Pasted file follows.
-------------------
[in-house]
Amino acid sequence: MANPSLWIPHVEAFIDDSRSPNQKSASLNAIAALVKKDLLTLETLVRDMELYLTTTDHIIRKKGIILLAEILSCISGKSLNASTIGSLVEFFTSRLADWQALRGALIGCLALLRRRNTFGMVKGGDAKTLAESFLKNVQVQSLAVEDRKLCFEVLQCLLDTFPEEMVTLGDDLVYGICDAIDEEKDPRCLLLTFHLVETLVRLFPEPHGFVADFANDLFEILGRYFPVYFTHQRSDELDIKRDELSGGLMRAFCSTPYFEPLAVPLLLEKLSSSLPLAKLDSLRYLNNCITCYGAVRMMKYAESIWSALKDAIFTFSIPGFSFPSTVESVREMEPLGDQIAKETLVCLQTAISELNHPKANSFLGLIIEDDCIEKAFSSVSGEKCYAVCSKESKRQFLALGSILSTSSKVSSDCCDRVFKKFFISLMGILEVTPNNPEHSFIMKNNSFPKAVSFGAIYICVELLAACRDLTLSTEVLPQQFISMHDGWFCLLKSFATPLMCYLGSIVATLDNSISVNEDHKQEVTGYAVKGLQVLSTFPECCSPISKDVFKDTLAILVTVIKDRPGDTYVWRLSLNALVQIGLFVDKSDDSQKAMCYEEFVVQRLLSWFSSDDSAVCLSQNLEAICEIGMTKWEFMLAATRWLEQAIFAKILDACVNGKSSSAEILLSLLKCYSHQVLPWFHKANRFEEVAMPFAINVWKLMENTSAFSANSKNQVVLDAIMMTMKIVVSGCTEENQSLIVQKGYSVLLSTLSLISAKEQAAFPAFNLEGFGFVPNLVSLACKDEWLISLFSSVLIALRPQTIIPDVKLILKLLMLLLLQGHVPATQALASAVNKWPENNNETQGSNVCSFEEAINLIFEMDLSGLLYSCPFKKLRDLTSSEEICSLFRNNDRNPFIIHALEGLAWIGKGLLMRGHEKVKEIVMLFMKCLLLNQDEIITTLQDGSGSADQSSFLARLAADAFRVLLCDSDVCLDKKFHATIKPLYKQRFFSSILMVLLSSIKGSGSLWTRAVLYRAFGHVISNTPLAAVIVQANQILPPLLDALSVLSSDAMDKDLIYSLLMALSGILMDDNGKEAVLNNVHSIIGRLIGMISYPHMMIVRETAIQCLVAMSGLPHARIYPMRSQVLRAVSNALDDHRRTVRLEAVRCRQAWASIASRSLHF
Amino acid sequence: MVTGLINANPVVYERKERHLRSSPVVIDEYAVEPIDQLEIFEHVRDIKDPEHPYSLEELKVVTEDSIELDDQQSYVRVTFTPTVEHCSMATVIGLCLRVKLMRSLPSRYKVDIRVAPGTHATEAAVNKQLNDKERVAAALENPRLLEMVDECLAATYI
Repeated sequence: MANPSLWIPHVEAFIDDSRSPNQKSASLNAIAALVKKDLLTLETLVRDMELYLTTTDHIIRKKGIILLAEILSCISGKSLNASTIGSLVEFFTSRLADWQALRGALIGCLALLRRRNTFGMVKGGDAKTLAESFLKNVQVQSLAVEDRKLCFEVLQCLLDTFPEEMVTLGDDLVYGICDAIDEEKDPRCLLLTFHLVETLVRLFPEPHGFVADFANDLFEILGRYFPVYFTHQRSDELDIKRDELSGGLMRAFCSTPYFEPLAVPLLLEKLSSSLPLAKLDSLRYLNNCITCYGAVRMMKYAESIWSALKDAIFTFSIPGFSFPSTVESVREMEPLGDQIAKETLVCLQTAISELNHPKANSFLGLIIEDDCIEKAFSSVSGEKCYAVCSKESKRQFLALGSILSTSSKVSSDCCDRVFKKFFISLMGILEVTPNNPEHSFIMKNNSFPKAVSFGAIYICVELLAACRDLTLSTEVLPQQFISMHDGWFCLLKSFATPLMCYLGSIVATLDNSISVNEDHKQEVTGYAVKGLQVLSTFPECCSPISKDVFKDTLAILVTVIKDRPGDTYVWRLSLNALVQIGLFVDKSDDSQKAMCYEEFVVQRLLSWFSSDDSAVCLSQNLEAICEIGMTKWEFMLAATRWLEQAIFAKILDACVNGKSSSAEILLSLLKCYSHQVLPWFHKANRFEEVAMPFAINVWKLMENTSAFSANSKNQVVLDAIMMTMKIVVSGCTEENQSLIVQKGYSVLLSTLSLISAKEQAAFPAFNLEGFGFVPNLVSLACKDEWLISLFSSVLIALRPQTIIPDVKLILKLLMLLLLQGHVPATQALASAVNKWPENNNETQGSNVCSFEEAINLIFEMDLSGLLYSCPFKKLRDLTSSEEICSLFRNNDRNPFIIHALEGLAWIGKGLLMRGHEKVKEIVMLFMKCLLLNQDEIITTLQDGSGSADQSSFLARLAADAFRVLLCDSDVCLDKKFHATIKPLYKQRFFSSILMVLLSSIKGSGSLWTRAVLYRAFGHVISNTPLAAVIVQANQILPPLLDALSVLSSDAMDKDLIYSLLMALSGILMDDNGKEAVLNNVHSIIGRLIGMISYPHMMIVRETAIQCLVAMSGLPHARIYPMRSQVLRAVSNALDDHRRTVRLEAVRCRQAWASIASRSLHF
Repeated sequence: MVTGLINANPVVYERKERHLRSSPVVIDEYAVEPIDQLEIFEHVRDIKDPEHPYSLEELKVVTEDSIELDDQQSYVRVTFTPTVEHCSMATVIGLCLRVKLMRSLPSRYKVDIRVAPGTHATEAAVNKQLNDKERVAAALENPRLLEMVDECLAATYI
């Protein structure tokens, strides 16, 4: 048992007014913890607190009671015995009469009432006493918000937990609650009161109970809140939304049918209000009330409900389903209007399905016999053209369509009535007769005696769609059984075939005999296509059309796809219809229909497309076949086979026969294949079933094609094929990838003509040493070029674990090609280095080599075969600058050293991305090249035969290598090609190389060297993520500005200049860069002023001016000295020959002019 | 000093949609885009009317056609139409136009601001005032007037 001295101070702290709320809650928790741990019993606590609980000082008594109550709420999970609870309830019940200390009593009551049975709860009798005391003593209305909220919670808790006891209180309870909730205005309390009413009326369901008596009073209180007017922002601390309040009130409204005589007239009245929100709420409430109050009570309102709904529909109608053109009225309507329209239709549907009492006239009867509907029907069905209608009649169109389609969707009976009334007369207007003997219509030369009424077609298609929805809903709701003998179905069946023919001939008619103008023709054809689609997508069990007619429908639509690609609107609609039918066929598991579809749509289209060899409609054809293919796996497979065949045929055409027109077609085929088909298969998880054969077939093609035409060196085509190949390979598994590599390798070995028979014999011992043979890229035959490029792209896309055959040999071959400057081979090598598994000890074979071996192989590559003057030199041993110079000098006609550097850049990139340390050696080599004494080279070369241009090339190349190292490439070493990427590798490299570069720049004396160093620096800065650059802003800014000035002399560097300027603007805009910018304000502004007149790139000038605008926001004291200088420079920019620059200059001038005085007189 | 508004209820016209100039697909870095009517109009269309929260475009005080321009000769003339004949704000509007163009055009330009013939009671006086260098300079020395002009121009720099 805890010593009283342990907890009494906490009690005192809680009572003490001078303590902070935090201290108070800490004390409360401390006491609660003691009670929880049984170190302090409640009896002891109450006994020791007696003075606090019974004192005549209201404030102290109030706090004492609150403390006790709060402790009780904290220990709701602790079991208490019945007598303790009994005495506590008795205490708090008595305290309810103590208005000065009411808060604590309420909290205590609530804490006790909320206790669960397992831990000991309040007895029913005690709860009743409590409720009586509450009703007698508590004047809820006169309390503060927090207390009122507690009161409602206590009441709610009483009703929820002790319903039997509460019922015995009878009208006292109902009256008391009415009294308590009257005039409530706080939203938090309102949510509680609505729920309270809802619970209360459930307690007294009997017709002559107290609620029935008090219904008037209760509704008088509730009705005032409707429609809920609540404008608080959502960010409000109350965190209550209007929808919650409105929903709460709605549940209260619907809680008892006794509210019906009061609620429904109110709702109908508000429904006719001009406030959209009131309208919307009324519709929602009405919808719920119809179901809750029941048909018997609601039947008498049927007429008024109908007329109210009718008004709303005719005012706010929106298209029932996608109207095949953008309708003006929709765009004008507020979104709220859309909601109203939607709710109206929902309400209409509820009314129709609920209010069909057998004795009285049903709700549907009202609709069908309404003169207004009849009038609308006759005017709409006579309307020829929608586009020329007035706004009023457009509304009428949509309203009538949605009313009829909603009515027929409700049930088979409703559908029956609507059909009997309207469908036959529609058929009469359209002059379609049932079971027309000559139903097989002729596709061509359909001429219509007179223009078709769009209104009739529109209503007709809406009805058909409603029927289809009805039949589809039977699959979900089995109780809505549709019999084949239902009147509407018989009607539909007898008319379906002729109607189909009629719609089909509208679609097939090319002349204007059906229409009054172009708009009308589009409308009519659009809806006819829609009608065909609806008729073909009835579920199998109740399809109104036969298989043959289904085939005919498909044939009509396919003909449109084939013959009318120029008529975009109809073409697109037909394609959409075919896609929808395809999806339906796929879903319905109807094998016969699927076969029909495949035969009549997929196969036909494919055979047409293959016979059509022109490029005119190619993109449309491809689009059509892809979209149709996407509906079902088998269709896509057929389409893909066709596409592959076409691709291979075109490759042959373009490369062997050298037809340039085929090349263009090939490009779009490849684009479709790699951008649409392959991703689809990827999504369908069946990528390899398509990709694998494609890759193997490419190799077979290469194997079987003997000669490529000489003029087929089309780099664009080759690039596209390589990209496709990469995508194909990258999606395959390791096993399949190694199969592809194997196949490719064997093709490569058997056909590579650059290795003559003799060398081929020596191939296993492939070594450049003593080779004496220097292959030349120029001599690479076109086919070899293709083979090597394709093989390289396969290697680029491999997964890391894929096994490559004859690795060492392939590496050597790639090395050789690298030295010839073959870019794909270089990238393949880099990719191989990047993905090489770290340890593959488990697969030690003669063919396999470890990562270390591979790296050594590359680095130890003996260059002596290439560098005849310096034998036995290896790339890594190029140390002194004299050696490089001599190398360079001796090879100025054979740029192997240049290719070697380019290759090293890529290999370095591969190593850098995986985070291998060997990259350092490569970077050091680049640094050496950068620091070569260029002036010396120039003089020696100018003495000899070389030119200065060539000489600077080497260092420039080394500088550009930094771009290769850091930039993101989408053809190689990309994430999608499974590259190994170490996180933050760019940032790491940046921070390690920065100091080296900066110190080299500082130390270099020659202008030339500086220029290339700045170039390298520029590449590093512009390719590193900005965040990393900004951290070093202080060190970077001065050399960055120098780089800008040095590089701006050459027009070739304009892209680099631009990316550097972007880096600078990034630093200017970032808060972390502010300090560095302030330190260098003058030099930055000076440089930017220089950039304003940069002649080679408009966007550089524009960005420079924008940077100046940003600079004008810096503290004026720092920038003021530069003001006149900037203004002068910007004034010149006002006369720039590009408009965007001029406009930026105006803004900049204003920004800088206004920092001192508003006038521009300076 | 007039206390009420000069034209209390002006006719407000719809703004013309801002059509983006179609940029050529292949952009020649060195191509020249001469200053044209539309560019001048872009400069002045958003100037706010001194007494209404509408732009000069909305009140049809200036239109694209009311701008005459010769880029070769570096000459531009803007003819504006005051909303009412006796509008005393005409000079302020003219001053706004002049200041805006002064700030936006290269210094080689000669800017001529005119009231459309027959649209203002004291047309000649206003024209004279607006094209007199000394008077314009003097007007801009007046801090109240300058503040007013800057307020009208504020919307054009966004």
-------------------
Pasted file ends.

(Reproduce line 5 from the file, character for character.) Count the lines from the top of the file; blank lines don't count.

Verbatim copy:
Repeated sequence: MVTGLINANPVVYERKERHLRSSPVVIDEYAVEPIDQLEIFEHVRDIKDPEHPYSLEELKVVTEDSIELDDQQSYVRVTFTPTVEHCSMATVIGLCLRVKLMRSLPSRYKVDIRVAPGTHATEAAVNKQLNDKERVAAALENPRLLEMVDECLAATYI